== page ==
Then go into the artDAQ directory and run mrb z and then mrb i -j8 to recompile your artDAQ to link your development version of the WIB software.

Everything should work now. The WIB files in artdaq are the two files /srcs/dune_artdaq/dune-artdaq/Generators/WIBReader*

Running the WIBReader Configure Step

Copy this file to your local directory:

/nfs/sw/control_files/misc/fcl/WIB.fcl

Run it with:

artdaqDriver -c WIB.fcl

Setting up git for pushing commits

You have to setup a git repository on lxplus and use it to commit to fermilab.

On lxplus, you first have to be able to kerberos authenticate. Run:

kinit -A < your fnal username >@FNAL.GOV

Then, in whatever directory on lxplus you want the code to be in:

git clone ssh://p-dune-artdaq@cdcvs.fnal.gov/cvs/projects/dune-artdaq

Now, in the dune-artdaq repository in the srcs dir of your artdaq directory on np04 run:

git remote add lxplus ssh://lxplus/< full path to the repository you created on lxplus >

Finally, you can push a branch from np04 to lxplus by typing:

git push lxplus < branch name >

and push the branch from lxplus to the fermilab redmine git repo with:

git push origin < branch name >

Adding New Commands to BUTool

At the lowest level, BUTool works by setting bits of addresses in the WIB/attached FEMBs. Write and Read methods of the WIB class are called by other methods for this same class. These WIB methods are then called by the WIBDevice class, which is called by mapped BUTool command. The flow for implementing new commands for BUTool is illustrated as such:

BUTool_flow.png

Example

As an example, let's say we want to write a function that writes the following registers as such:

write SYSTEM.RESET.CONTROL_REGISTER_RESET 1

write SYSTEM.RESET.GLOBL_RESET 0

write SYSTEM.RESET.I2C_RESET 0

write SYSTEM.RESET.UDP_RESET 0

sleep 1

#reset the PDTS command counters

write DTS.CMD_COUNT_RESET 0xFFFFFFFF

write DTS.CMD_COUNT_RESET 0

#disable the convert generators

write DTS.CONVERT_CONTROL.HALT 1

write DTS.CONVERT_CONTROL.ENABLE 0

We have to start with implementing a WIB method (let's call it ResetWIB) that calls the Write method for these specific registers. For robustness, let's give the ability to choose which of the Reset bits to set.

In WIB/src/WIB/WIB.cc (we could also choose a different file in the WIB/src/WIB/ directory) we'll add the definition as such:

void WIB::ResetWIB(bool cntrlRegister, bool global, bool i2c, bool udp){

//run resets

Write("SYSTEM.RESET.CONTROL_REGISTER_RESET", uint8_t(cntrlRegister));

Write("SYSTEM.RESET.GLOBAL_RESET", uint8_t(global));

Write("SYSTEM.RESET.I2C_RESET", uint8_t(i2c));

Write("SYSTEM.RESET.UDP_RESET", uint8_t(udp));

sleep(1);

//Set clock settings

Write("DTS.CMD_COUNT_RESET", 0xFFFFFFFF);

Write("DTS.CMD_COUNT_RESET", 0);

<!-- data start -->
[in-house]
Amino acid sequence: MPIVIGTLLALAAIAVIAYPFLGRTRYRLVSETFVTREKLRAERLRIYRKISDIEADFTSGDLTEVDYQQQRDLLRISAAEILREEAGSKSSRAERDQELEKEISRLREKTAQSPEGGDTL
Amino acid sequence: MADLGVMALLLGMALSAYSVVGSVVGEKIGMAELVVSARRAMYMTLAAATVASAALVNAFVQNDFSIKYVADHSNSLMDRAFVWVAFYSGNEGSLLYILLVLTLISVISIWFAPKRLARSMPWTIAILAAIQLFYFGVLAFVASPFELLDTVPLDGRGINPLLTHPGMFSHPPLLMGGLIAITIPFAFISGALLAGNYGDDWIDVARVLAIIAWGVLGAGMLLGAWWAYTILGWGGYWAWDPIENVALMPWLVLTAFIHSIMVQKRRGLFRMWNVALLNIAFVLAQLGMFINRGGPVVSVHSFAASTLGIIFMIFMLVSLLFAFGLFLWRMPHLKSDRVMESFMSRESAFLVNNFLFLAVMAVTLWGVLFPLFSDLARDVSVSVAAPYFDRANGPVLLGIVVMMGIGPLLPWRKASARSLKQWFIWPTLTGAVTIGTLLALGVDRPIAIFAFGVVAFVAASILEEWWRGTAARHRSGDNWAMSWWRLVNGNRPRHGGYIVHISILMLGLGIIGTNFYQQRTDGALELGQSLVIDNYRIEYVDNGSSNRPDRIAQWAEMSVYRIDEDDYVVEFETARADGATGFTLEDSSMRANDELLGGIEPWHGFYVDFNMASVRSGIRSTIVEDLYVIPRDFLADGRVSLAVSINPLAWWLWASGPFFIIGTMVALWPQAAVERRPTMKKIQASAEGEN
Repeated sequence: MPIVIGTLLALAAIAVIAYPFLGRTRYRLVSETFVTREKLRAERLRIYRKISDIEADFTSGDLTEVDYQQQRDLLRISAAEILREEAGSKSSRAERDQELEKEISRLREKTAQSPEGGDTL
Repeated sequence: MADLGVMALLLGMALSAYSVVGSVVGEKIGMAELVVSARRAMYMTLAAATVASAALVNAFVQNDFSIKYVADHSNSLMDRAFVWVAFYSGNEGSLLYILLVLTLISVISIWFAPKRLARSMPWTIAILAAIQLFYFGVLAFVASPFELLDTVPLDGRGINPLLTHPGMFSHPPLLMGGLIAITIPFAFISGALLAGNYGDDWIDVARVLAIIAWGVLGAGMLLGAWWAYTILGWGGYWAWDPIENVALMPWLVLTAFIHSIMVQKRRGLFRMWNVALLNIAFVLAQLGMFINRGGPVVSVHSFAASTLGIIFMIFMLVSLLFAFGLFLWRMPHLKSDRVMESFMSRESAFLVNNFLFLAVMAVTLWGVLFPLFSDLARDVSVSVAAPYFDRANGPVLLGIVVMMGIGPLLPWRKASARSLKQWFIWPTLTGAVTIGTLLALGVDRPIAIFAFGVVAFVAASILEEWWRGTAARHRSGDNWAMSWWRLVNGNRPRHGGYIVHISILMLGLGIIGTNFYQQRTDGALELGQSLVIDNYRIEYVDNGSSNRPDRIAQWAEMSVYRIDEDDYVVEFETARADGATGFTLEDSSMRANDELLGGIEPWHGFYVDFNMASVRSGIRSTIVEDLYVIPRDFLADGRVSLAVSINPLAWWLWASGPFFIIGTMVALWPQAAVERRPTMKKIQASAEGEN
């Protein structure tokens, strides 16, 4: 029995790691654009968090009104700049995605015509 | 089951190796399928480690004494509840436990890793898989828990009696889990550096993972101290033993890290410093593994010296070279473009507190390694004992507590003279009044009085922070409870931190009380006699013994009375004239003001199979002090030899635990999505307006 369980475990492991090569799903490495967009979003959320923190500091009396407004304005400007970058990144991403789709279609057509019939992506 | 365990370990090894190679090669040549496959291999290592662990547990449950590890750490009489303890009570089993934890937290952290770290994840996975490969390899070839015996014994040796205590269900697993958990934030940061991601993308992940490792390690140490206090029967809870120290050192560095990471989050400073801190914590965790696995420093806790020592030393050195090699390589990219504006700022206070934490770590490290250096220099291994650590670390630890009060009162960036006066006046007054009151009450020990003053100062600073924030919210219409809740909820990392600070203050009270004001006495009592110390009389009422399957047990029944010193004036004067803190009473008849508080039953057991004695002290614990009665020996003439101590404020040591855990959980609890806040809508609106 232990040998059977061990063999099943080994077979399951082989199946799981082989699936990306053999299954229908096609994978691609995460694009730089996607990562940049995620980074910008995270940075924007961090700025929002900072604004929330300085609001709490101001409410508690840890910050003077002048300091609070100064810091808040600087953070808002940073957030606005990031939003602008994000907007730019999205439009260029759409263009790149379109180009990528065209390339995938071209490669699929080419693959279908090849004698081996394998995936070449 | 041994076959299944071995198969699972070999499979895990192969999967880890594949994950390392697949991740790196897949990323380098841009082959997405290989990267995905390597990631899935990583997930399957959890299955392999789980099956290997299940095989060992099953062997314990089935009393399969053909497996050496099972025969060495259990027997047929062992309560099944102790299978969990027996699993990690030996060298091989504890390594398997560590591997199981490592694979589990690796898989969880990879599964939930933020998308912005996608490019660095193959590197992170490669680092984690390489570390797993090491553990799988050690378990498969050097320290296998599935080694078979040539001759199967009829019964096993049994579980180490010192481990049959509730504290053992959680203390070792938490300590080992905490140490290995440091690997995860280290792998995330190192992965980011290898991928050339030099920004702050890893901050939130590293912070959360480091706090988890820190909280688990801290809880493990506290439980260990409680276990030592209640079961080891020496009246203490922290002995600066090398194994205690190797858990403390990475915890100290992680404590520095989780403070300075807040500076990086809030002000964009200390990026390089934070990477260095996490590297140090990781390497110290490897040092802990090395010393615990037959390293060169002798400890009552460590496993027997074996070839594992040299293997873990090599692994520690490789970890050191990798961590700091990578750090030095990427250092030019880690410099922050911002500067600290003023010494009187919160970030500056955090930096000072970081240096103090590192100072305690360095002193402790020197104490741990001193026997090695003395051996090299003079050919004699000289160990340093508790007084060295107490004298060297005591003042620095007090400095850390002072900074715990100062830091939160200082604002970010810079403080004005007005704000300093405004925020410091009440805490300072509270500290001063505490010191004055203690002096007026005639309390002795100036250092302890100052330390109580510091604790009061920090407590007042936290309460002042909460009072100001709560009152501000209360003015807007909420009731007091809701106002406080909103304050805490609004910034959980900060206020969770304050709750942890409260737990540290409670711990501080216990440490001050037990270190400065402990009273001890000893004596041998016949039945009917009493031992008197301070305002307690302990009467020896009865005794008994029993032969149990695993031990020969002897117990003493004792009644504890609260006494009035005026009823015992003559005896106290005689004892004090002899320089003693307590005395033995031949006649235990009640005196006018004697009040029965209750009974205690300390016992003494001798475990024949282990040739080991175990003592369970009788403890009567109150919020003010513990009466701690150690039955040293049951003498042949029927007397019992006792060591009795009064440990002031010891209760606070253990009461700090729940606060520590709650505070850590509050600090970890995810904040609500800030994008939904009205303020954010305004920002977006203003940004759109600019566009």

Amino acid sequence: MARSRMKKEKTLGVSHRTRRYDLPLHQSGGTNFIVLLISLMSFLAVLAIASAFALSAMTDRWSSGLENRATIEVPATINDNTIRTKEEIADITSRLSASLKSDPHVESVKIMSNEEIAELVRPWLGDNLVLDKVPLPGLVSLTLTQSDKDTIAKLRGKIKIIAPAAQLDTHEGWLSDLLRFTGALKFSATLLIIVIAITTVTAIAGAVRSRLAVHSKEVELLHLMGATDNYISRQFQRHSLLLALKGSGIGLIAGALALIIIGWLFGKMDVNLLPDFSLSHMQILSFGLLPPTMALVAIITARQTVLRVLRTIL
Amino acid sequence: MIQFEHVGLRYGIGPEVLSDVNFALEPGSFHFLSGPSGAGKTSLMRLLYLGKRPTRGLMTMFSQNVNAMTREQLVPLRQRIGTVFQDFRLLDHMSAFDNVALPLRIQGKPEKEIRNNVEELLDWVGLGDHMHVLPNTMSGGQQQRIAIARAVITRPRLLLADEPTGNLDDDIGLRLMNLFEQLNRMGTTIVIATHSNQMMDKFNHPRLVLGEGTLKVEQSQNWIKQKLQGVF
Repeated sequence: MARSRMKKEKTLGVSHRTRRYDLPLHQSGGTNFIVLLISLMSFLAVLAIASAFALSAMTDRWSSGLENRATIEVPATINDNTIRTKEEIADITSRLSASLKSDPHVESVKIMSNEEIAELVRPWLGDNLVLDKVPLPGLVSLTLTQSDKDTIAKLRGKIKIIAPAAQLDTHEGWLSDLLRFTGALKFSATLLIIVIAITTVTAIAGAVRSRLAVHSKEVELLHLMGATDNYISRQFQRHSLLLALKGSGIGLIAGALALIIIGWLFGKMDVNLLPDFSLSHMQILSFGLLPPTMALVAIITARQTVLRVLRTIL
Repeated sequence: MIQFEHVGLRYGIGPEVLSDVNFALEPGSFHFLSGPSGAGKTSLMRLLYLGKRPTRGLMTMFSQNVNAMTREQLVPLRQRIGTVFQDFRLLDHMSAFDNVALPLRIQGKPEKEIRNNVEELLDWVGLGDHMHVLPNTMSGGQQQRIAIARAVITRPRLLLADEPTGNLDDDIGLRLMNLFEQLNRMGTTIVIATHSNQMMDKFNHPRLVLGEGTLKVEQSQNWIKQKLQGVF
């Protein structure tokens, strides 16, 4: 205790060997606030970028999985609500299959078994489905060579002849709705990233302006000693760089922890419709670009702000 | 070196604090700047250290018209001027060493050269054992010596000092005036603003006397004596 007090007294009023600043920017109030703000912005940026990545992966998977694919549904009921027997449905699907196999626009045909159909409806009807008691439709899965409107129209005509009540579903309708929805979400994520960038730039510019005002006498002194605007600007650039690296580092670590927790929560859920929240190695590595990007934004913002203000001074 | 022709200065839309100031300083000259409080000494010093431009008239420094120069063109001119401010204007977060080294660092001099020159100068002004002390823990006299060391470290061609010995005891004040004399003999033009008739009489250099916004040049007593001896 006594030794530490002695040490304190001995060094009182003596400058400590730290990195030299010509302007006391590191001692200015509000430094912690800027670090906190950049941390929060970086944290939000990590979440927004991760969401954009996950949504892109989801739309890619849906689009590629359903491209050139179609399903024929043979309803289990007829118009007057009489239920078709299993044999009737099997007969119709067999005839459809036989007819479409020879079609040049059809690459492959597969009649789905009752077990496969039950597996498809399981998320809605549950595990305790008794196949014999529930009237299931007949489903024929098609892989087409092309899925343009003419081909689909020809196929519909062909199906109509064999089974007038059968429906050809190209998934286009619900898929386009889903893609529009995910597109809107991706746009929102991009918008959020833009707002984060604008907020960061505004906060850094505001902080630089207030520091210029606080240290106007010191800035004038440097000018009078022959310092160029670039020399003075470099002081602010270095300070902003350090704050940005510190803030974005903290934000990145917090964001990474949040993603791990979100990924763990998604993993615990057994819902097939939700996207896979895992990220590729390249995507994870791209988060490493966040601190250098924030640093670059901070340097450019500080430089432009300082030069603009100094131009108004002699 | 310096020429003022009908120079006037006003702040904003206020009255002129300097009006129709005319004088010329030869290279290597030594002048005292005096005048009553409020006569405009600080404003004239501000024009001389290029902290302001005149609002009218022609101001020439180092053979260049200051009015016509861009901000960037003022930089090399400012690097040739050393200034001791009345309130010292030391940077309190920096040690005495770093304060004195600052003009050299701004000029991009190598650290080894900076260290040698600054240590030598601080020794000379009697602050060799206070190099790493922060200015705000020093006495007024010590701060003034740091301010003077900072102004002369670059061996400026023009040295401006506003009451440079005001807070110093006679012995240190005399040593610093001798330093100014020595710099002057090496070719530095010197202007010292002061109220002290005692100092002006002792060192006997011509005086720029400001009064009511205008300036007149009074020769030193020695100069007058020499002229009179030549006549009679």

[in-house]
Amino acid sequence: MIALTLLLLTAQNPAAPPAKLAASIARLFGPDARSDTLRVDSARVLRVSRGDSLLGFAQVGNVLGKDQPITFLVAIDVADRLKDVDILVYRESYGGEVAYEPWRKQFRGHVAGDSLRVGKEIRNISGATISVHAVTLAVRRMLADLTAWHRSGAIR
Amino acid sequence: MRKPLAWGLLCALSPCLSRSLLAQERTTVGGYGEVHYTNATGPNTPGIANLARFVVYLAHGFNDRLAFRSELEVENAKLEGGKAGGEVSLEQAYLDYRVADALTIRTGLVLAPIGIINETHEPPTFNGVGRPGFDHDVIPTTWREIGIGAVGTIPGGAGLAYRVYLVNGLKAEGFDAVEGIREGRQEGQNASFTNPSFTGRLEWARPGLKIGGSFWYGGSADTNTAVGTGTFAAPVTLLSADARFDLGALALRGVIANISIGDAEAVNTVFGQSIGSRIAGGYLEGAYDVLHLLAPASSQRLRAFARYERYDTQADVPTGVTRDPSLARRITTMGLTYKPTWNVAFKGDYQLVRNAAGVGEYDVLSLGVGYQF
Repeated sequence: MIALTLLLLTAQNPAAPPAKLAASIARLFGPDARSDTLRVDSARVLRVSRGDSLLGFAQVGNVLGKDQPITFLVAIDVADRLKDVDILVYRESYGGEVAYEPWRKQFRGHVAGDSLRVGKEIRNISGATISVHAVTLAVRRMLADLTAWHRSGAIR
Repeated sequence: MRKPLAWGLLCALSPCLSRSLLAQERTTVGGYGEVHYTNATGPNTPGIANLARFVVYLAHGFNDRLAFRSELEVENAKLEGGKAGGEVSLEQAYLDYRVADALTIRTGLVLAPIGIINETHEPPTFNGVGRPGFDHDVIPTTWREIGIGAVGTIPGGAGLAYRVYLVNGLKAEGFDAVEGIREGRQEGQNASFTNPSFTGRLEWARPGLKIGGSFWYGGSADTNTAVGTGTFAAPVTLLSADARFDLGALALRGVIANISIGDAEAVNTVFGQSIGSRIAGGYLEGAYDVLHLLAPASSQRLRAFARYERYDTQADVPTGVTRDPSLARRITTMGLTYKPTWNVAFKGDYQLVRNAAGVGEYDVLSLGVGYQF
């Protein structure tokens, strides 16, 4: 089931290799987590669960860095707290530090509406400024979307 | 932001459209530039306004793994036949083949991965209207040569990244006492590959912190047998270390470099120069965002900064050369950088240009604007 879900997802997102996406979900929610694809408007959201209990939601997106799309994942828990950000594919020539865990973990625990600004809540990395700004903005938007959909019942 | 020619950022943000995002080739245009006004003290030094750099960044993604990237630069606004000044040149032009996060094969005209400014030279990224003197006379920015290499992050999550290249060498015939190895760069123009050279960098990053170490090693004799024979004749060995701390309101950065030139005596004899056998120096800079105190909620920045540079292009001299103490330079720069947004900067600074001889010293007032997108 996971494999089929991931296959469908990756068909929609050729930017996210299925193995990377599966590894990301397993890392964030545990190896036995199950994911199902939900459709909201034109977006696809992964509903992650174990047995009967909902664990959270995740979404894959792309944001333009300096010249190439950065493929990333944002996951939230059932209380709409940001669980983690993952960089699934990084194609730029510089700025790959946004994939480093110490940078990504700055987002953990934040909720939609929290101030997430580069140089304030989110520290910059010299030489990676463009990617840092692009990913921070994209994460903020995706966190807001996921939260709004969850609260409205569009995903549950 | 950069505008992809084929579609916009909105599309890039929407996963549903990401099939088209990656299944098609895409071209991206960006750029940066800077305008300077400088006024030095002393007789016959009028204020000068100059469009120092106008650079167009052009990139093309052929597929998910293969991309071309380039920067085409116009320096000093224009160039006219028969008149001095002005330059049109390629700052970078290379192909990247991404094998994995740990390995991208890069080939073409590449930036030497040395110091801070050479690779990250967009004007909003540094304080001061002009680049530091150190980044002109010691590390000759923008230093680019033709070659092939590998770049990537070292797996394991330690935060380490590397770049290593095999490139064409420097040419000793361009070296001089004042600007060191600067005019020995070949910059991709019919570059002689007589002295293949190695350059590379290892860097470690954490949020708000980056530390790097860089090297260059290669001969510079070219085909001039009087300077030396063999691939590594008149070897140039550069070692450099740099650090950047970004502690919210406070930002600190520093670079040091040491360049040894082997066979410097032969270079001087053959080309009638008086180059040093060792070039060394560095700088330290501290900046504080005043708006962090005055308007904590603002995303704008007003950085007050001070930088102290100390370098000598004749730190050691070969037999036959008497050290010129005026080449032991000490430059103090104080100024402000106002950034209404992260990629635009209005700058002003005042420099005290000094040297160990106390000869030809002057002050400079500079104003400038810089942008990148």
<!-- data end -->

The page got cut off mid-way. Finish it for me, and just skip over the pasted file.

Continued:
//Halt signals

Write("DTS.CONVERT_CONTROL.HALT", 1);

Write("DTS.CONVERT_CONTROL.ENABLE", 0); }

Let's not forget to add the declaration in WIB/include/WIB/WIB.hh and we'll add in defaults for the options.

void ResetWIB (bool cntrlRegister=true, bool global=false, bool i2c=false, bool udp=false);

At this point, let's go ahead and run '$ make 'to check we did this right.

We can now work on calling this WIB method in a WIBDevice method, which will be what BUTool utilizes in its running.

Let's refrain from using WIBDevice.c for these methods, that's what we'll use to map commands later. In tool/src/wib_device/WIBDevice_init.c let's add:

CommandReturn::status BUTool::WIBDevice::ResetWIB(std::vector strArg, std::vector<uint64_t> intArg){

(void) strArg;

if(intArg.size() > 4){

return CommandReturn::BAD_ARGS; }

else if(intArg.size()==4){

wib->ResetWIB(bool(intArg[0]), bool(intArg[1]), bool(intArg[2]), bool(intArg[3])); }

else if(intArg.size()==3){

wib->ResetWIB(bool(intArg[0]), bool(intArg[1]), bool(intArg[2])); }

else if(intArg.size()==2){

wib->ResetWIB(bool(intArg[0]), bool(intArg[1])); }

else if(intArg.size()==1){

wib->ResetWIB(bool(intArg[0])); }

else{

wib->ResetWIB(); }

return CommandReturn::OK; }

And we'll also add the declaration in tool/include/wib_device/WIBDevice.hh

CommandReturn::status ResetWIB (std::vector,std::vector<uint64_t> intArg);

Now all we have to do is map the command so BUTool can call it, and we'll include its Usage note. The Usage note is displayed whenever the BAD_ARGS status is returned in the above method.

AddCommand("resetWIB",&WIBDevice::ResetWIB,

"Reset the WIB.\n" \

"  Usage:\n" \

"  resetWIB \n");

We can now '$ make' and try to use it in BUTool.exe

-- JustinHugon1 - 2018-08-01

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Topic revision: r27 - 2018-08-14 - JustinHugon1